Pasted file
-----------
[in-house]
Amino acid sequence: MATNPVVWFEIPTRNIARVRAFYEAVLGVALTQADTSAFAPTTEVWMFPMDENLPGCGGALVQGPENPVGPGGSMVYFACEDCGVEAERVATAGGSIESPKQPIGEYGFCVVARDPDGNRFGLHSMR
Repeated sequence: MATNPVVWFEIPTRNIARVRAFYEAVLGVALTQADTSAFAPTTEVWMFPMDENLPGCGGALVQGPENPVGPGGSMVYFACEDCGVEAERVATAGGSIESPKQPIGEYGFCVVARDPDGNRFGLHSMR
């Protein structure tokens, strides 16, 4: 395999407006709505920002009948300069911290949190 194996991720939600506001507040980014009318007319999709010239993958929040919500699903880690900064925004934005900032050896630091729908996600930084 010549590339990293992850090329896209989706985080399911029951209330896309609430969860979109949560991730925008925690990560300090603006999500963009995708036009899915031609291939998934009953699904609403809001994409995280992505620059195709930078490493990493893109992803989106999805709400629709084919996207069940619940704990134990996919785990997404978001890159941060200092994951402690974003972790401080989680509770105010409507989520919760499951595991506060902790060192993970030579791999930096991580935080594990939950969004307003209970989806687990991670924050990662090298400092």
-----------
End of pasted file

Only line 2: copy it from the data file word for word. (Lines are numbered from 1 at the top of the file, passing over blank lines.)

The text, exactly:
Amino acid sequence: MATNPVVWFEIPTRNIARVRAFYEAVLGVALTQADTSAFAPTTEVWMFPMDENLPGCGGALVQGPENPVGPGGSMVYFACEDCGVEAERVATAGGSIESPKQPIGEYGFCVVARDPDGNRFGLHSMR